Education/Career in Mental Health (long)?

Discussion in 'Nursing and medical-related degrees' started by swoerner, Sep 17, 2004.

  1. swoerner

    swoerner New Member

    I've been lurking here for a bit, and have gotten a lot out of these posts, thanks for providing this forum.

    My name is Scott Woerner, I am a 46 year old Computer Manager, and a commuting father of 2 young boys. And I want a different career.

    SO.... DL is likely to be the path I need to take. I am looking to move into the mental health field, and am trying to negotiate all the various options/requirements. I know that I will not know exactly what I want to do until I actually start the work, so I'm looking for education that gets me entry into the field, and will be useful further down the road. I live in NJ.

    I have an interest both in working in the school system with Middle School/High School kids, but would also like the flexibility to move into private practice to do therapy, both with adults and children. I know the MSW is a good, flexible way to start, but to be honest with you the curriculum doesn't really excite me at all, and there don't seem to be any accredited DL MSW programs. I'm interested in psychology, particularly depth psychology. To get started ina school system, it looks like school psychologist or guidance counselor, and since I'm much more interested in one-on-one work than in tests and evaluations, guidance counselor seems like a better fit.

    BTW I have no prior coursework in psychology, but am active facilitating men's work, volunteering on a crisis hotline, and have done extensive reading and work on my own.

    So my current thinking is that I could do the Counseling track, getting coursework leading up to an LPC or LMHC, and then supplement that with the school work to get me in the door as a guidance counselor.

    Couple of concerns/questions:
    If I had the time and money I'd go on for a doctorate in psychology. That may still happen, but I want to get started doing the actual work earlier, not wait until I'm in my mid 50's to start doing what I love. So I want to get licensed earlier, but maybe have the ability to use the education to transfer into a doctoral program later.

    And, I don't know for sure that the guidance counselor work will be what I'm meant to do. So I want the education and certification to be more portable.

    Based on all this, I'm seriously considering either Capella's 3 year counseling program, Seton Hall onlines counseling program (but this isn't CACREP approved?? How much should I care?), or simply taking psychology classes somewhere like Walden, and making a MA/MS in Psych out of it.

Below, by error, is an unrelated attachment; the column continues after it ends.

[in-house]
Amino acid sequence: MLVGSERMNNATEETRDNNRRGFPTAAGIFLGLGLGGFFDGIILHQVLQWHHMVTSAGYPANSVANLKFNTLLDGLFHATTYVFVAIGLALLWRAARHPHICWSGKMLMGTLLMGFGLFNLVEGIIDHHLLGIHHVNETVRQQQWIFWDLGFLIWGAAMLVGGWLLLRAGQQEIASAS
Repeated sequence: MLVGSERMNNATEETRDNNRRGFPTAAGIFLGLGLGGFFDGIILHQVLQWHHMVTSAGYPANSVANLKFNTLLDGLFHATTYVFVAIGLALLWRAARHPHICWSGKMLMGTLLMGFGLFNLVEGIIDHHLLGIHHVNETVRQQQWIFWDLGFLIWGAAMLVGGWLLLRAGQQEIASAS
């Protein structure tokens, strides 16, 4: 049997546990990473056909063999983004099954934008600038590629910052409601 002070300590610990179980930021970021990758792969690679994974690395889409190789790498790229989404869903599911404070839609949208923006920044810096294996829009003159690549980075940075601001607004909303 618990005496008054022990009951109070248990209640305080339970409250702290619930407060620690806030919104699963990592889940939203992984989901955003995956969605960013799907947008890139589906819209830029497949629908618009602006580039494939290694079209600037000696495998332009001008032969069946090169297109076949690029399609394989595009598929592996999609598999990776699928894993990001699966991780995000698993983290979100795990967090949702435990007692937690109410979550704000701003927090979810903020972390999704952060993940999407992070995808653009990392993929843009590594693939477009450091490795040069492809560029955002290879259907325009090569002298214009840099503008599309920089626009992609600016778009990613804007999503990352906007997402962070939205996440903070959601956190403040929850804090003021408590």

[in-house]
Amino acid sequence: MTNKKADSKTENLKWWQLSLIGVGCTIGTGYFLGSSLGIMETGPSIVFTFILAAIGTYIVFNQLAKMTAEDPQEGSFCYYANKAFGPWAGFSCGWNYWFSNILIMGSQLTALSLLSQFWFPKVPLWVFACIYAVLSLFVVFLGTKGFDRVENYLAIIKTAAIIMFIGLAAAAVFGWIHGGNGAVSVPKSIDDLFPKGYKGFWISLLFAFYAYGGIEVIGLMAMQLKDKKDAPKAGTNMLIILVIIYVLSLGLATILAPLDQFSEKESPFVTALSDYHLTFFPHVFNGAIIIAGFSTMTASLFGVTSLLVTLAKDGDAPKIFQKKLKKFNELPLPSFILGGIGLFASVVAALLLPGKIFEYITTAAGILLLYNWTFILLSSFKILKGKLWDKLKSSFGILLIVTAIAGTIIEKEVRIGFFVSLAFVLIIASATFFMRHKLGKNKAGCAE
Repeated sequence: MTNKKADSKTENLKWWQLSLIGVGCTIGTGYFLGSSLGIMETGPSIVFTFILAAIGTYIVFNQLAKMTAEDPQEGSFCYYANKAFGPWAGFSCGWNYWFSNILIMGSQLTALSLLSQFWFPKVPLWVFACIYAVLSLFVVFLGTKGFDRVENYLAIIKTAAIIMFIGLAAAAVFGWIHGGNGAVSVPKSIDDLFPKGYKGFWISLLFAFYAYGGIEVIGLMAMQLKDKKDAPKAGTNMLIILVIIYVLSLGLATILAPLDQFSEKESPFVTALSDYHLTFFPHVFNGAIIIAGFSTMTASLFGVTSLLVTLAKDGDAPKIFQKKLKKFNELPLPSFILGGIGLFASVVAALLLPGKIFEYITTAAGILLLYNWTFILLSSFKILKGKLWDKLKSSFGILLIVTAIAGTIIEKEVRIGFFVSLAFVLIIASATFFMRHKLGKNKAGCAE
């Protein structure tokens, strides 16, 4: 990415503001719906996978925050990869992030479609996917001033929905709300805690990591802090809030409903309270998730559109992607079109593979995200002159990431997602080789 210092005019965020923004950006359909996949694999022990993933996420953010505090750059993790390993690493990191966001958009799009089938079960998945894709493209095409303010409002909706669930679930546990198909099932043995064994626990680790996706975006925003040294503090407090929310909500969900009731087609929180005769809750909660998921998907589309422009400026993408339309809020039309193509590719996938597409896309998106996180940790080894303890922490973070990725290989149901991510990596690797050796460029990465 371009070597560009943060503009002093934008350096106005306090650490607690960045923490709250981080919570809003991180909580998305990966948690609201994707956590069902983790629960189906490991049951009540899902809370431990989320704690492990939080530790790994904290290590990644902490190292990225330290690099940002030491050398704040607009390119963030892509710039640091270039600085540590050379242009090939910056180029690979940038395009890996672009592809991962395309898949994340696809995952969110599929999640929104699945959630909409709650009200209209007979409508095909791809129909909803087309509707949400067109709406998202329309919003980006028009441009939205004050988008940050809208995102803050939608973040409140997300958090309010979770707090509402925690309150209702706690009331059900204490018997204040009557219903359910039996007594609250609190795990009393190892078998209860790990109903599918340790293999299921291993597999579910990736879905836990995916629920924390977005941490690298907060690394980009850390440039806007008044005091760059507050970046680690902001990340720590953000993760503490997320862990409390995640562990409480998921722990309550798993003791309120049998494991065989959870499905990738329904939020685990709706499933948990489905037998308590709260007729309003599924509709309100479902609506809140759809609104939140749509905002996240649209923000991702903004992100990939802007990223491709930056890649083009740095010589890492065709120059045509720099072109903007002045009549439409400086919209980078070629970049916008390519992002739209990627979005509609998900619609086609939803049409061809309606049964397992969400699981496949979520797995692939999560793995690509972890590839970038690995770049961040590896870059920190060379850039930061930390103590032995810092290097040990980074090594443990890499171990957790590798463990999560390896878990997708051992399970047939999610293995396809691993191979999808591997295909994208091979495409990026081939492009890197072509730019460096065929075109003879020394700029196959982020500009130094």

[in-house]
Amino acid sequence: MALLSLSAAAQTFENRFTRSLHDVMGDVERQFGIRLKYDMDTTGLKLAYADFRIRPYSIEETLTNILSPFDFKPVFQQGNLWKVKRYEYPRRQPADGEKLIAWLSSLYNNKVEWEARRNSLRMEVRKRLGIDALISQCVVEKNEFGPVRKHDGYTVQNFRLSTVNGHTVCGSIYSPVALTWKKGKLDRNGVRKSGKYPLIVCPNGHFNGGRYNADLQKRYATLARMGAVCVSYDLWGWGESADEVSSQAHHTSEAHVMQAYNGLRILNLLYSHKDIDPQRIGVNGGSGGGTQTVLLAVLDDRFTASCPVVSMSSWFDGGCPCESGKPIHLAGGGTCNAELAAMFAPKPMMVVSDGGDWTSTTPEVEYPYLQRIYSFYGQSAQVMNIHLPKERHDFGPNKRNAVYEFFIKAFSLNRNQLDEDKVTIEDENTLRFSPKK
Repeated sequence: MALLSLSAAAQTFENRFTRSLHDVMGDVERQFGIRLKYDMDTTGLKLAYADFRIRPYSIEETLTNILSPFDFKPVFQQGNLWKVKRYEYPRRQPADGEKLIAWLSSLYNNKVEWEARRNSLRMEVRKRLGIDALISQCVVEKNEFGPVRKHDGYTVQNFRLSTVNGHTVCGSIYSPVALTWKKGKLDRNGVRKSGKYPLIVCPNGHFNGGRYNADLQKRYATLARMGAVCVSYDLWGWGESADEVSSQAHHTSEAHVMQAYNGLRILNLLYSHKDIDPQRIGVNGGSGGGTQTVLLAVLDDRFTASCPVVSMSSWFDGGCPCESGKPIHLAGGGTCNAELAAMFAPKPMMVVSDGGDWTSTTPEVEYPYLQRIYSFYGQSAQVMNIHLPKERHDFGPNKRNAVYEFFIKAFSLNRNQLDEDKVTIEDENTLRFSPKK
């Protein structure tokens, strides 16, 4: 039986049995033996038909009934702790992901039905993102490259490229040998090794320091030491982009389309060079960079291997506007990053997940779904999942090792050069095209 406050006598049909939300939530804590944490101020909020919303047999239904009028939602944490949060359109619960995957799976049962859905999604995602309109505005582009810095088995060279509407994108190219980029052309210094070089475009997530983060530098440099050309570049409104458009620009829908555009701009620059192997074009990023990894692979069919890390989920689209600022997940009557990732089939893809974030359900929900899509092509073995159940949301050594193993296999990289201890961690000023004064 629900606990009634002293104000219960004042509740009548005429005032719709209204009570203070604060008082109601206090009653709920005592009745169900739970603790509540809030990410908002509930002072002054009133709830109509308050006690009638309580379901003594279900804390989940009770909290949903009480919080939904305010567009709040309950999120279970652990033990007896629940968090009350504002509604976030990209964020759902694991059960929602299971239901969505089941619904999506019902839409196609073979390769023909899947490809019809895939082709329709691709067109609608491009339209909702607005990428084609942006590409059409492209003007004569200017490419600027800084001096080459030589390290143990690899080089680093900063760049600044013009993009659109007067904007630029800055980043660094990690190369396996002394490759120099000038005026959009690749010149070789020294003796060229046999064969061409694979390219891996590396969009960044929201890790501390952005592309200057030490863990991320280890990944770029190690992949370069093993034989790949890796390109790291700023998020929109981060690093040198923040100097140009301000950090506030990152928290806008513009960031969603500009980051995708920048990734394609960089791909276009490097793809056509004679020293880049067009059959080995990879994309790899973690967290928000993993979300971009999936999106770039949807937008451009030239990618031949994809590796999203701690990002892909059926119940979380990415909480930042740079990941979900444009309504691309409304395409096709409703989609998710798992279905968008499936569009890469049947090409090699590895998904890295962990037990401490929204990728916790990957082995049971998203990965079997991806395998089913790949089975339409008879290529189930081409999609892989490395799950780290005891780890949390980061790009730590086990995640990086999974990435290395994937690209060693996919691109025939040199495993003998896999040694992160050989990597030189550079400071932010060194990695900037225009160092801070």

Any comments/insights would be appreciated, and thanks for your time.

    Scott Woerner
  2. Harijan

    Harijan New Member


    You need to check with your state labor & licensing board first to determine the basic requirements for your area.
    A MSW or DSW are great degrees, and are accepted by most insurers for reimbursement. Also, you may want to investigate licensed professional counselor or marriage & family therapy programs.. I believe that Southern Christian University has one that can be done almost entirely online.

    One of the drawbacks inherent in any of these programs that you are searching for is that for licensure, you must do a practicum or internship as part of your program or before you are allowed to practice independtly... that is the kicker, and most are kind of expensive!

    I believe that most states have slightly different course requirements when you do not graduate from a CACREP or AAMFT school, and as far as psychology goes, most wont let you sit for the licensure exam if you have not attended an APA affiliated institution.
    Good luck to you, I hope this helps.
  3. DaveHayden

    DaveHayden New Member

    Kevin brings up a great point. In the state I am in, a Master's in Psychology or Counseling can meet the requirements to become a Licensed Counselor, but a MSW is what the insurance providers are looking for. Without it or a Ph.D. you can open a practice but not bill the insurance companies. It is possible to only accept cash payments, but it is pretty tough.
  4. swoerner

    swoerner New Member

    Thanks for the feedback. And I'd love more.

    If I do an MSW, am I right that continuing later to a psych PHD I'd likely still be at square one, none of the credits would really transfer? I also gather that there are no DL degrees for it. So how many of you with DL degrees are actually able to get insurance reimbursement?

    And, in the school system it seems that School Social Workers don't really work one on one with the kids, but the counselors do. I guess I can follow up on this one offline, maybe its possible to augment an MSW with some other classes to go the guidance counselor route.

  5. DaveHayden

    DaveHayden New Member

    My understanding is that Psychology, Counseling, and Social Work are considered distinctly different fields at the graduate level. So much so, that classes in one will not apply in the other even though the material or knowledge covered might be identical. My experience in this area is limited so hopefully others can reply with more experience.